Apple has announced their decision to stop participating in a major program devoted to the production of environmentally friendly products. Reports say Apple feels that its design direction is no longer in line with the program’s requirements.
Late last month, Apple told the nonprofit EPEAT group that the company would no longer submit its products for green certification from EPEAT and that it was pulling its currently certified products from the group’s registry.
39 of Apple’s products had received the stamp of approval from EPEAT, including Apple’s laptops, the MacBook Pro, and the MacBook Air.
EPEAT, or the Electronic Product Environmental Assessment Tool, receives funding from the Environmental Protection Agency and says it is “the leading global environmental rating system for electronic products, connecting purchasers to environmentally preferable choices and benefiting producers who demonstrate environmental responsibility and innovation.”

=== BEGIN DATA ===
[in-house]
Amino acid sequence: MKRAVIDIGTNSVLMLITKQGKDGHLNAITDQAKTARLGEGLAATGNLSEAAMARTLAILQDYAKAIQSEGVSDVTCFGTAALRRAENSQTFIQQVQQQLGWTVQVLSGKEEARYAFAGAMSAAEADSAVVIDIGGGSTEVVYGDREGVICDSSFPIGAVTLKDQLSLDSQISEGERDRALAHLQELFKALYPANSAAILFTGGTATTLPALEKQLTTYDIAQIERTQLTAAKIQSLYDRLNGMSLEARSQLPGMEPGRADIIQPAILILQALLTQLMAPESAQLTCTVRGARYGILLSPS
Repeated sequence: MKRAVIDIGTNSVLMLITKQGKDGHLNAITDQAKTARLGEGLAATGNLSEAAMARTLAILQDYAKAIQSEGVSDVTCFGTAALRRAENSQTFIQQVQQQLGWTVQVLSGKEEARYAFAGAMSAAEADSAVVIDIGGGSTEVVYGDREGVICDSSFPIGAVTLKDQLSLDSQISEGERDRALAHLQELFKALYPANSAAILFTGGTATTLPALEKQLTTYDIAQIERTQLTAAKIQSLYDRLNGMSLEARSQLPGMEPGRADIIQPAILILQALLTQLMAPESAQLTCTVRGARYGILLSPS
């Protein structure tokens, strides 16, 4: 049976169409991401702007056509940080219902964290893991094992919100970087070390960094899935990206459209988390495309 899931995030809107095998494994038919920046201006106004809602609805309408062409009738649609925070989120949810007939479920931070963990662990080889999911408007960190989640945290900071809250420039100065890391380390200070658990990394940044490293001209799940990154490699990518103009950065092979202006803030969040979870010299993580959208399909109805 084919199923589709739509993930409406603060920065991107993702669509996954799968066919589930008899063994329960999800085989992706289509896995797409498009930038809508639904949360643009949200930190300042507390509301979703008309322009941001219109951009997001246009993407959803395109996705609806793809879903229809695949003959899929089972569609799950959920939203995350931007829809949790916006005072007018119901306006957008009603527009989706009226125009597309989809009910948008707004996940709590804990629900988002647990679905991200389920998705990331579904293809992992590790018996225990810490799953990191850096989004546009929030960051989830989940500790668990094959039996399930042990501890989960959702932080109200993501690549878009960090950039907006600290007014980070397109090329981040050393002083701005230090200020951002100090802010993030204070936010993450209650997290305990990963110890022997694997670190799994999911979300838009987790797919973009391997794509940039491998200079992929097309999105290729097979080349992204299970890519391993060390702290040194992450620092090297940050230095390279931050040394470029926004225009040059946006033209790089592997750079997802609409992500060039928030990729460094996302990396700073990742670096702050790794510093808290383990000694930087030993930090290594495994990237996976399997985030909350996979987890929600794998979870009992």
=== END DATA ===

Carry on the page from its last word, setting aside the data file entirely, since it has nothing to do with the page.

The U.S. government requires that 95 percent of its electonics bear the EPEAT seal, many large companies, such as Ford, require buying from EPEAT-certified companies, and many large universities prefer buying EPEAT-certified items.
Apple “said their design direction was no longer consistent with the EPEAT requirements,” EPEAT CEO Robert Frisbee said. “They were important supporters and we are disappointed that they don’t want their products measured by this standard anymore.”
Among other requirements, EPEAT requirements say that electronics must be easy to disassemble, so their components can be recycled. The iPhone, iPad, and the new MacBook Pro with Retina Display don’t meet that requirement because parts like batteries and displays are glued to casings.
CIO Journal reports that Apple may soon introduce an alternate green standard to be applied to its products.